The California Mental Health & Spirituality Initiative (www.mhspirit.org) was begun in 2008 with the support of county behavioral health authorities in the state. This non-profit initiative, based in the Center for Multicultural Development at the California Institute for Mental Health (Sacramento), principally provides a website intended to be "a primary resource on the Internet for people interested in mental health and spirituality. The website includes a modest listing of "Scientific Literature," and one of the leaders of the initiative is David Lukoff, a psychologist who has authored a number of Medline-indexed articles on spirituality and mental health [e.g.: "Spirituality in the recovery from persistent mental disorders," Southern Medical Journal 100, no. 6 (June 2007): 642-646; "Visionary spiritual experiences," Southern Medical Journal 100, no. 6 (June 2007): 635-641; and, with others, "Religious and spiritual case reports on MEDLINE: a systematic analysis of records from 1980 to 1996," Alternative Therapies in Health & Medicine 5, no. 1 (January 1999): 64-70]. While the project is not focused on research per se, an article in the May-June 2009 issue of California Psychologist [Lukoff, et al., "Spirituality and mental health: a consumer-driven holistic approach to recovery," pp. 14-18] notes: "To respond to…needs identified in research, the Initiative plans to create face-to-face and e-learning courses to improve the spiritual competency of mental health providers in addressing religious and spiritual needs and to support the spiritual journeys of consumers and families" [p. 17].
Chaplains, especially in California, may want to watch for sponsored events, and researchers may find in the Initiative another network interested in spirituality & health studies.
8. 12th Spirituality Research Symposium at Penn, and Activities of the HUP Department of Pastoral Care
The 12th annual Spirituality Research Symposium at the University of Pennsylvania was co-hosted by the Department of Pastoral Care at the Hospital of the University of Pennsylvania (HUP), Penn's Center for Spirituality and the Mind, and the Penn Geriatric Education Center. Among the presenters: Harold G. Koenig, MD, MHSc, founding Co-Director of the Center for Spirituality, Theology, and Health at Duke University Medical Center, gave the keynote address: "Religion, Spirituality, and Health in Older Adults." Also, Andrew B. Newberg, MD, a leading researcher in the neurology of religion, and author of How God Changes Your Brain (2009), spoke on "The Aging Brain and Spiritual Capacity." These annual symposia were begun in 1998 by the Department of Pastoral Care as a way to encourage discussion and collaboration on research into spirituality & health among clinicians, academicians, chaplains, and community clergy. One of the handouts was a sample list of recent spirituality & health research articles, taken from the Department's 2008 bibliography. (For all of the Department's annual bibliographies, see: www.uphs.upenn.edu/pastoral/resed/bibindex.html.)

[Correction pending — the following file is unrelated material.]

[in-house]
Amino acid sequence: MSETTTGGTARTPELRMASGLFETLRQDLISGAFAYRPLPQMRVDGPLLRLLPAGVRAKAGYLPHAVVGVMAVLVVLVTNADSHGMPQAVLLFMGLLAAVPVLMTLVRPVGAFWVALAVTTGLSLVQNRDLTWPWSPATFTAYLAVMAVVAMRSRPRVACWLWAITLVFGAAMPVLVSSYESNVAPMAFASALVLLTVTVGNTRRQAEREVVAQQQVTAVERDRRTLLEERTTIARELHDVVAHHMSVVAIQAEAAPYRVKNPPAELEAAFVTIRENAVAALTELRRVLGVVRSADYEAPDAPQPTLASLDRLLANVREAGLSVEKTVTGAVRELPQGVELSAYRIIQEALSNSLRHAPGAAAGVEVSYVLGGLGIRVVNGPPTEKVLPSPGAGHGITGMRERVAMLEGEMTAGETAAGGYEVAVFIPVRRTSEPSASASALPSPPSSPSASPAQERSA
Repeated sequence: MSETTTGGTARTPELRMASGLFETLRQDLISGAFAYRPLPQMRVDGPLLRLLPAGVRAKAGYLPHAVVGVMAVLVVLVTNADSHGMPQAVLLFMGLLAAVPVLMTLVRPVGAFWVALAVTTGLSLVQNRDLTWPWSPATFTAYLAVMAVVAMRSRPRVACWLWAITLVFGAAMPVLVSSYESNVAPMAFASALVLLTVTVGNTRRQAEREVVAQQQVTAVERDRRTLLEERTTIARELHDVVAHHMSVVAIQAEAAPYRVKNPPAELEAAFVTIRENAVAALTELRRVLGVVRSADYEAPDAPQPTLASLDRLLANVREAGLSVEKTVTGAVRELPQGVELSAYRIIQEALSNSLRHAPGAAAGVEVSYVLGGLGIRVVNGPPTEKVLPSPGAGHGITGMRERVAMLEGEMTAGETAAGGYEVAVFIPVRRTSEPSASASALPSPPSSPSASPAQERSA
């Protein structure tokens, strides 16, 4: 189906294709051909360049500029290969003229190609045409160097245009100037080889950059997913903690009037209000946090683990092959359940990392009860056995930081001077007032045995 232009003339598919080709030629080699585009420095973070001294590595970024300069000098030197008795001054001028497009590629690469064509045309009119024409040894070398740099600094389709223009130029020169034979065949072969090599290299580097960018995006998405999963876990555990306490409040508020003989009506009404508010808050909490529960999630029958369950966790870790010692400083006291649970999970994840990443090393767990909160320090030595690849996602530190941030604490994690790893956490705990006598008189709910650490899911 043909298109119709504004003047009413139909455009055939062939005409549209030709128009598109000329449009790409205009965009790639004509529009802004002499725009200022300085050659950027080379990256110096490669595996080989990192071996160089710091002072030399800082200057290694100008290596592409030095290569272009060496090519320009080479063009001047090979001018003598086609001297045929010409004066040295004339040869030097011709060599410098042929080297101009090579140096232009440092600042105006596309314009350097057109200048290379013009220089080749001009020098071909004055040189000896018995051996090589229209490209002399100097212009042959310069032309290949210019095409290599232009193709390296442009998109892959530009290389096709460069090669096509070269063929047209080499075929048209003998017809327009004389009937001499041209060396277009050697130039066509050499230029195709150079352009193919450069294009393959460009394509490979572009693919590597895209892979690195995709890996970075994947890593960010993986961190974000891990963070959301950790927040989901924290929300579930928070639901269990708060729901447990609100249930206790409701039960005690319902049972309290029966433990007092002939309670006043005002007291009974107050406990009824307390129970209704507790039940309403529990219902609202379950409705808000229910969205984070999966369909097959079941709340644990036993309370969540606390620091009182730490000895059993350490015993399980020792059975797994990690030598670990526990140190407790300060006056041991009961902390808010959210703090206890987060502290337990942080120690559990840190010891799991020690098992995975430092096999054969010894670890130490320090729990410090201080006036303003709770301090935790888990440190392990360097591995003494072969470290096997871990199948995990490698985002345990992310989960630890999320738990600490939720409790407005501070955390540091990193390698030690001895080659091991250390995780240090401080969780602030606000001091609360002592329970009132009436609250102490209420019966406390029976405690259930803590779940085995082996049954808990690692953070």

Also, since 2000, the Department of Pastoral Care has sponsored a monthly Spirituality, Religion, and Health Interest Group at the Hospital of the University of Pennsylvania. Recent topics and presenters have included: "Facing the End of Life as a Hospital Patient: Spiritual Care Needs and Opportunities," with Christina M. Puchalski, MD, Director, George Washington Institute for Spirituality and Health, and Associate Professor, George Washington University School of Medicine and Health Sciences; "The Perspectives and Institutional Realities of Hospital Chaplains," with Wendy Cadge, PhD, Assistant Professor of Sociology, Brandeis University, and Fellow, Radcliffe Institute for Advanced Study, Harvard University; "Differentiating Visionary Spiritual Experiences from Psychotic Hallucinations," with David J. Hufford, PhD, Professor Emeritus, Penn State University; "Aging, Dementia, and Well-Being," with Rabbi Dayle A. Friedman, Director of Hiddur: The Center for Aging and Judaism at the Reconstructionist Rabbinical College, and author of Jewish Pastoral Care; "A Discussion of a New Anthology Project on Religion, Death, and Dying in America," with Lucy Bregman, PhD, Professor of Religion, Temple University; "How Hinduism Views Pain and Suffering," with Sarah M. Whitman, MD, Assistant Professor of Psychiatry, Drexel University College of Medicine; and "Spiritual Transformation and Complementary Therapies Use among Cancer Survivors," with Jun James Mao, MD, MSCE, Assistant Professor, Department of Family Medicine and Community Health, Hospital of the University of Pennsylvania.
The Department is currently completing a study of the impact of illness and treatment on dimensions of spirituality for oncology patients.
For more information, visit www.uphs.upenn.edu/pastoral